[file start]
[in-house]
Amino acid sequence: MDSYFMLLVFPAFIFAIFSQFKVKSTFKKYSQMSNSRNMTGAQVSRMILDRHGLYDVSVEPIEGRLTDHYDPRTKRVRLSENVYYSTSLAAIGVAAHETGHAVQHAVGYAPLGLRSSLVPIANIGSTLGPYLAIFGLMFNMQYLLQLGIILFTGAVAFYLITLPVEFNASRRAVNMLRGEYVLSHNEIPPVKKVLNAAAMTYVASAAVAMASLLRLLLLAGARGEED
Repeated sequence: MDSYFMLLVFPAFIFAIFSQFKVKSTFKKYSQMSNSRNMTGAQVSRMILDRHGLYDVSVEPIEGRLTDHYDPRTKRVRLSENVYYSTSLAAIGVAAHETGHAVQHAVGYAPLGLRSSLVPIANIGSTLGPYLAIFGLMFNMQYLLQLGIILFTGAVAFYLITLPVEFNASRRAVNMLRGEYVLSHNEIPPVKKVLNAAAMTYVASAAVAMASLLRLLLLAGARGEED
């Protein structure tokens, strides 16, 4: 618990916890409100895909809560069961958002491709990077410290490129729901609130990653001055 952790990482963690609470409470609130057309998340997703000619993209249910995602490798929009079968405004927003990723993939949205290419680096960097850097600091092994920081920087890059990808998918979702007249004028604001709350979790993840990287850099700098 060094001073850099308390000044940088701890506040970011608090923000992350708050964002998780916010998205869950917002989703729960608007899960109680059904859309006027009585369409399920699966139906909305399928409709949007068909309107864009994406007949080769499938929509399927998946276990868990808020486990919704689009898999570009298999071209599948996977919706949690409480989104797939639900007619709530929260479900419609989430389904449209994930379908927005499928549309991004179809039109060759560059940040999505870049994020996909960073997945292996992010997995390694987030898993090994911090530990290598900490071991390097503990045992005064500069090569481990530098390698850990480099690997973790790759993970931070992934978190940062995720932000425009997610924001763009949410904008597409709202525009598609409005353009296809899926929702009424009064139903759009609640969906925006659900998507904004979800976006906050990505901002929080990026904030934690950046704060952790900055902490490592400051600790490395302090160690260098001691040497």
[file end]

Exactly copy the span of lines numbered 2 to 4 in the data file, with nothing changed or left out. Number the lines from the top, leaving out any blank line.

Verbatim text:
Amino acid sequence: MDSYFMLLVFPAFIFAIFSQFKVKSTFKKYSQMSNSRNMTGAQVSRMILDRHGLYDVSVEPIEGRLTDHYDPRTKRVRLSENVYYSTSLAAIGVAAHETGHAVQHAVGYAPLGLRSSLVPIANIGSTLGPYLAIFGLMFNMQYLLQLGIILFTGAVAFYLITLPVEFNASRRAVNMLRGEYVLSHNEIPPVKKVLNAAAMTYVASAAVAMASLLRLLLLAGARGEED
Repeated sequence: MDSYFMLLVFPAFIFAIFSQFKVKSTFKKYSQMSNSRNMTGAQVSRMILDRHGLYDVSVEPIEGRLTDHYDPRTKRVRLSENVYYSTSLAAIGVAAHETGHAVQHAVGYAPLGLRSSLVPIANIGSTLGPYLAIFGLMFNMQYLLQLGIILFTGAVAFYLITLPVEFNASRRAVNMLRGEYVLSHNEIPPVKKVLNAAAMTYVASAAVAMASLLRLLLLAGARGEED
């Protein structure tokens, strides 16, 4: 618990916890409100895909809560069961958002491709990077410290490129729901609130990653001055 952790990482963690609470409470609130057309998340997703000619993209249910995602490798929009079968405004927003990723993939949205290419680096960097850097600091092994920081920087890059990808998918979702007249004028604001709350979790993840990287850099700098 060094001073850099308390000044940088701890506040970011608090923000992350708050964002998780916010998205869950917002989703729960608007899960109680059904859309006027009585369409399920699966139906909305399928409709949007068909309107864009994406007949080769499938929509399927998946276990868990808020486990919704689009898999570009298999071209599948996977919706949690409480989104797939639900007619709530929260479900419609989430389904449209994930379908927005499928549309991004179809039109060759560059940040999505870049994020996909960073997945292996992010997995390694987030898993090994911090530990290598900490071991390097503990045992005064500069090569481990530098390698850990480099690997973790790759993970931070992934978190940062995720932000425009997610924001763009949410904008597409709202525009598609409005353009296809899926929702009424009064139903759009609640969906925006659900998507904004979800976006906050990505901002929080990026904030934690950046704060952790900055902490490592400051600790490395302090160690260098001691040497």